Animal studies of a new compound, which can be delivered by eye drop, have found that it can reverse epigenetic changes that lead to wet age-related macular degeneration.
A new compound developed by the University of Illinois at Chicago has the potential to treat wet age-related macular degeneration (AMD) without injections. Age-related macular degeneration occurs when the macula, part of the retina at the back of the eye, becomes damaged. About 10% of all cases become wet, which leads to vision loss as a result of excess blood vessel growth between two layers of cells in the retina. It is also called neovascular AMD.
The small-molecule compound was developed by Yulia Komarova, Ph.D., associate professor of pharmacology and her colleagues at the University of Illinois at Chicago. It has the potential to reverse the damage from AMD and promote regenerative and healing processes.
“The idea was to develop something that can be more patient-friendly and doesn’t require a visit to the doctor’s office,” Komarova said in a press release.
The compound targets a protein called End Binding-3 (EB3) in endothelial cells, which line the inside of blood vessels. In a new study published in Cell Reports Medicine, Komarova and her colleagues looked at whether inhibiting EB3 function could stop the damaging leakage associated with wet AMD.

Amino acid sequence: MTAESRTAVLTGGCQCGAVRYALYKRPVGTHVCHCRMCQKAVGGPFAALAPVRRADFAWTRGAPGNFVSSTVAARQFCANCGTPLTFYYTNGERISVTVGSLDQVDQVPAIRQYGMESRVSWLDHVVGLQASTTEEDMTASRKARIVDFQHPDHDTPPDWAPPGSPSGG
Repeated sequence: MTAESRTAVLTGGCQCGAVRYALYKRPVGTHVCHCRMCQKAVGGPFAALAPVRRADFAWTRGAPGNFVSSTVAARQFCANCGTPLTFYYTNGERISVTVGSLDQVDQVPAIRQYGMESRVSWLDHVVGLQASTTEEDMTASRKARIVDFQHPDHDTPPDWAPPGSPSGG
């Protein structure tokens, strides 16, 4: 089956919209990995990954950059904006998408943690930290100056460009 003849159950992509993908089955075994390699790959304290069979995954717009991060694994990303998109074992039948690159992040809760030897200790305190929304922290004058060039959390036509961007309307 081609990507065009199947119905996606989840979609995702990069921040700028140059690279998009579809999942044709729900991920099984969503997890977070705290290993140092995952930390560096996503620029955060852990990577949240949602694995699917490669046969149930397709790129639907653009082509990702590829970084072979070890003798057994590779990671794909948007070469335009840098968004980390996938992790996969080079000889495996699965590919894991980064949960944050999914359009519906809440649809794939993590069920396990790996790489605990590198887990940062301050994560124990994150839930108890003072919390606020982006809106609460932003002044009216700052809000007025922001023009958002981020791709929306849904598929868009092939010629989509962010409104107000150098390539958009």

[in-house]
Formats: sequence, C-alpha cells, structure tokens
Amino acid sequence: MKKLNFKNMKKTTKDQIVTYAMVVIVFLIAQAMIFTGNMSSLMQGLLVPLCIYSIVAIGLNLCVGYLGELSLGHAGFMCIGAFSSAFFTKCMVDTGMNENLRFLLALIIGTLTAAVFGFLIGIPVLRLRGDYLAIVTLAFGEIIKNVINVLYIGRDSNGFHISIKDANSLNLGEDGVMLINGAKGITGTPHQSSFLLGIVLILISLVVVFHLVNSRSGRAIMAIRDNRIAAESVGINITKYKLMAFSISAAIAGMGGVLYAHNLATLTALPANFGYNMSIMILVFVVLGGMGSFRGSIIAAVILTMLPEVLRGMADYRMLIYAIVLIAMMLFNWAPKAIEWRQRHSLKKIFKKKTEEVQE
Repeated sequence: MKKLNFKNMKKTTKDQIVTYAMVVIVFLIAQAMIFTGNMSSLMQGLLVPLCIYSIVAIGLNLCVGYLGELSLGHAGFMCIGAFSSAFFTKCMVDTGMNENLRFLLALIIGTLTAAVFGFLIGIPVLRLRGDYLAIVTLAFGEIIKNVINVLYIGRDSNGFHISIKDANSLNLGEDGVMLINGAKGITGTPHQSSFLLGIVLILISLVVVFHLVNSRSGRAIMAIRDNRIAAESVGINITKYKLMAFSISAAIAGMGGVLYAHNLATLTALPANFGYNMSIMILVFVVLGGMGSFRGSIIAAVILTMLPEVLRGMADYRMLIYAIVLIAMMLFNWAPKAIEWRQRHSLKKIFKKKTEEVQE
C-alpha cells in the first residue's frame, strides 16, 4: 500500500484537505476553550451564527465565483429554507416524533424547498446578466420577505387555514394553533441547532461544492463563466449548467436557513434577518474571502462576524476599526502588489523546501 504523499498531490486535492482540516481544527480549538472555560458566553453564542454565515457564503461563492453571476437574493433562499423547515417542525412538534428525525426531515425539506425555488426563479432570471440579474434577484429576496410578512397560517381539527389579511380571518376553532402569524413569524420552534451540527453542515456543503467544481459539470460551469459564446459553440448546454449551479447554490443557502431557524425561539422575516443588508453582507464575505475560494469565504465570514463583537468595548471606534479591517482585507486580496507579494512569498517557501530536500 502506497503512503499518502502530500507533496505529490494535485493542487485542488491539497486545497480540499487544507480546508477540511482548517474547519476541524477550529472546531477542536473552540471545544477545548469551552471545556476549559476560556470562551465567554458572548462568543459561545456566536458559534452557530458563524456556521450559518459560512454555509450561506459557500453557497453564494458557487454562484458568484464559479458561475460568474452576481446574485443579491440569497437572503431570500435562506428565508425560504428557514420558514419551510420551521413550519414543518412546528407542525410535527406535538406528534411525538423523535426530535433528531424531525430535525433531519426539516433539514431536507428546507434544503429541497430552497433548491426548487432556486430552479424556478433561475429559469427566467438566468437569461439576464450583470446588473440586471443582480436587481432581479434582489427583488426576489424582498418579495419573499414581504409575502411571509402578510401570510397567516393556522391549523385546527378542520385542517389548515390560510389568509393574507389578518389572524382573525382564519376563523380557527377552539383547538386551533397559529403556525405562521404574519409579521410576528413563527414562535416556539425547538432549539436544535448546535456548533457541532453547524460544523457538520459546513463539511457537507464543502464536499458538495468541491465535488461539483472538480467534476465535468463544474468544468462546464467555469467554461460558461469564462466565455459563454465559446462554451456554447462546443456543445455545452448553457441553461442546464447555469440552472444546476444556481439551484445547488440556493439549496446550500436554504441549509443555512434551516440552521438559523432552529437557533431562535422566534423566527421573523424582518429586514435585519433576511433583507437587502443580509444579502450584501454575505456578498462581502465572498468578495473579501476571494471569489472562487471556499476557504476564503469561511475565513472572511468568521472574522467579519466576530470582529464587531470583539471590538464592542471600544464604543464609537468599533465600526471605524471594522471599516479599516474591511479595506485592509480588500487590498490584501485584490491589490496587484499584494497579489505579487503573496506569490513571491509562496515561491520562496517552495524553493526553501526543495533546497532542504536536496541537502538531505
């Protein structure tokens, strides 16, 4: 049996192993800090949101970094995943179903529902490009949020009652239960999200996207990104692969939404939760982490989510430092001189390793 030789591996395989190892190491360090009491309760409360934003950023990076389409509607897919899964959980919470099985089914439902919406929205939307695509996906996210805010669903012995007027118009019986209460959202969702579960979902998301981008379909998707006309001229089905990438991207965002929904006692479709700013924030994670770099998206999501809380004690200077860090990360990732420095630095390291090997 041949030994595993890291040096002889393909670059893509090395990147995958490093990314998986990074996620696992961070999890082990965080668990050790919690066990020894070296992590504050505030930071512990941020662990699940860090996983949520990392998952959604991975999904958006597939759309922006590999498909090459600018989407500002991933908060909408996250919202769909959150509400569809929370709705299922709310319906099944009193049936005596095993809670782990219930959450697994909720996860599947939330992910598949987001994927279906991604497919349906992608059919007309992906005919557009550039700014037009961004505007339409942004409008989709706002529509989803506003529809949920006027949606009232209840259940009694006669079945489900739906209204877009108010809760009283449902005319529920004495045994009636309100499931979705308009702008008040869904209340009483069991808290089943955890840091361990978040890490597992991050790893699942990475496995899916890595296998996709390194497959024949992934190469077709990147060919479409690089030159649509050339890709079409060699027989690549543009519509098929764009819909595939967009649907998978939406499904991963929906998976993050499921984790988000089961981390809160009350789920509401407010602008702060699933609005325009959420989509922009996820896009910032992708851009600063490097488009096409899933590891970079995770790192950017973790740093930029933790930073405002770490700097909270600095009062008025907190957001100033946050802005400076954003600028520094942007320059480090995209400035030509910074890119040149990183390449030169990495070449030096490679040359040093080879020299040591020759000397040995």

The team developed an inhibitor, which they call EBIN. They then tested its effectiveness in mice and non-human primates with wet AMD, finding that twice-daily treatment reduced eye damage within two to three weeks.
Researchers determined that the compound worked to reverse epigenetic changes in the eye, restoring normal gene expression. EBIN treatment was found to protect neovascular cells from the effects of environmental stress.
Because EBIN is a small molecule, it can be delivered by eyedrops. This would be an advantage over current therapies, which are delivered by injection. Current treatments for wet AMD focus on vascular endothelial growth factor (VEGF), which is believed to play a significant role in the abnormal formation of blood vessels in the macula. Current anti-VEGF therapies, however, require repeat treatments, with some dosed every month with intravitreal injections, where the therapy is delivered to the back of the eye.
Several anti-VEGF drugs are available, including Regeneron’s Eylea (aflibercept); Genentech’s Lucentis (ranibizumab); Genentech’s Vabysmo (faricimab-svoa); and Novartis’ Beovu (brolucizumab); and Genentech’s Susvimo (ranibizumab), which uses a refillable implant that delivers the medication continuously for up to six months.
Additionally, the anti-cancer drug Avastin (bevacizumab) is used off-label to treat wet AMD because it inhibits the growth of blood vessels to treat patients with colorectal and other cancers. The FDA, however, in August 2023 issued a complete response letter (CRL) for an ophthalmic formulation of bevacizumab because of issues related to quality, preapproval manufacturing inspections, and a lack of substantial evidence.
Anti-VEGF therapies work to inhibiting calcium signaling in response to inflammation. EBIN, the University of Illinois researchers found also prevents calcium signaling in endothelial cells, which is a key mechanism of inflammation. It works to prevent the destruction of endothelial cells because of inflammation induced by VEGF and other environmental stresses.